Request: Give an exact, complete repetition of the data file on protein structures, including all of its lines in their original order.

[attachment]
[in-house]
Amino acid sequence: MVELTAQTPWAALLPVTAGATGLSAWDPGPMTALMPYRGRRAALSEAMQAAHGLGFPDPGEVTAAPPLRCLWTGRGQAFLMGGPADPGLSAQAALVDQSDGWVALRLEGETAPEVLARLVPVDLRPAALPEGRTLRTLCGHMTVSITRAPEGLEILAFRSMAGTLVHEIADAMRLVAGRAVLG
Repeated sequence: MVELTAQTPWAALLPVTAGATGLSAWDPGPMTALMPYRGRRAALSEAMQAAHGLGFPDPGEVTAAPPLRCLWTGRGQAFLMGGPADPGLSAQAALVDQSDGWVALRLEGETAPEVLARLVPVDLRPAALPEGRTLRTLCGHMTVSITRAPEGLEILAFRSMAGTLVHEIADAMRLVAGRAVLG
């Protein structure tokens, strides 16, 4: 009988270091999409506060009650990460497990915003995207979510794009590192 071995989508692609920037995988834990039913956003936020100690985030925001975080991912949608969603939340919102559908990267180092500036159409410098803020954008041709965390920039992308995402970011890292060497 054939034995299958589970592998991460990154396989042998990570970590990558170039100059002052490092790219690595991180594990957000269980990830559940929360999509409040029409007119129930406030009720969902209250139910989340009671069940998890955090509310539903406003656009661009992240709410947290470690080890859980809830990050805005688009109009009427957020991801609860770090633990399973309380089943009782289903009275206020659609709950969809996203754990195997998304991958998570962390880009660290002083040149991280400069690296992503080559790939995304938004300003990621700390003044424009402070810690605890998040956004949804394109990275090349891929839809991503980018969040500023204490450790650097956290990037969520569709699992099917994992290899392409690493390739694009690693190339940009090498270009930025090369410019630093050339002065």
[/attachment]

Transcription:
[in-house]
Amino acid sequence: MVELTAQTPWAALLPVTAGATGLSAWDPGPMTALMPYRGRRAALSEAMQAAHGLGFPDPGEVTAAPPLRCLWTGRGQAFLMGGPADPGLSAQAALVDQSDGWVALRLEGETAPEVLARLVPVDLRPAALPEGRTLRTLCGHMTVSITRAPEGLEILAFRSMAGTLVHEIADAMRLVAGRAVLG
Repeated sequence: MVELTAQTPWAALLPVTAGATGLSAWDPGPMTALMPYRGRRAALSEAMQAAHGLGFPDPGEVTAAPPLRCLWTGRGQAFLMGGPADPGLSAQAALVDQSDGWVALRLEGETAPEVLARLVPVDLRPAALPEGRTLRTLCGHMTVSITRAPEGLEILAFRSMAGTLVHEIADAMRLVAGRAVLG
């Protein structure tokens, strides 16, 4: 009988270091999409506060009650990460497990915003995207979510794009590192 071995989508692609920037995988834990039913956003936020100690985030925001975080991912949608969603939340919102559908990267180092500036159409410098803020954008041709965390920039992308995402970011890292060497 054939034995299958589970592998991460990154396989042998990570970590990558170039100059002052490092790219690595991180594990957000269980990830559940929360999509409040029409007119129930406030009720969902209250139910989340009671069940998890955090509310539903406003656009661009992240709410947290470690080890859980809830990050805005688009109009009427957020991801609860770090633990399973309380089943009782289903009275206020659609709950969809996203754990195997998304991958998570962390880009660290002083040149991280400069690296992503080559790939995304938004300003990621700390003044424009402070810690605890998040956004949804394109990275090349891929839809991503980018969040500023204490450790650097956290990037969520569709699992099917994992290899392409690493390739694009690693190339940009090498270009930025090369410019630093050339002065």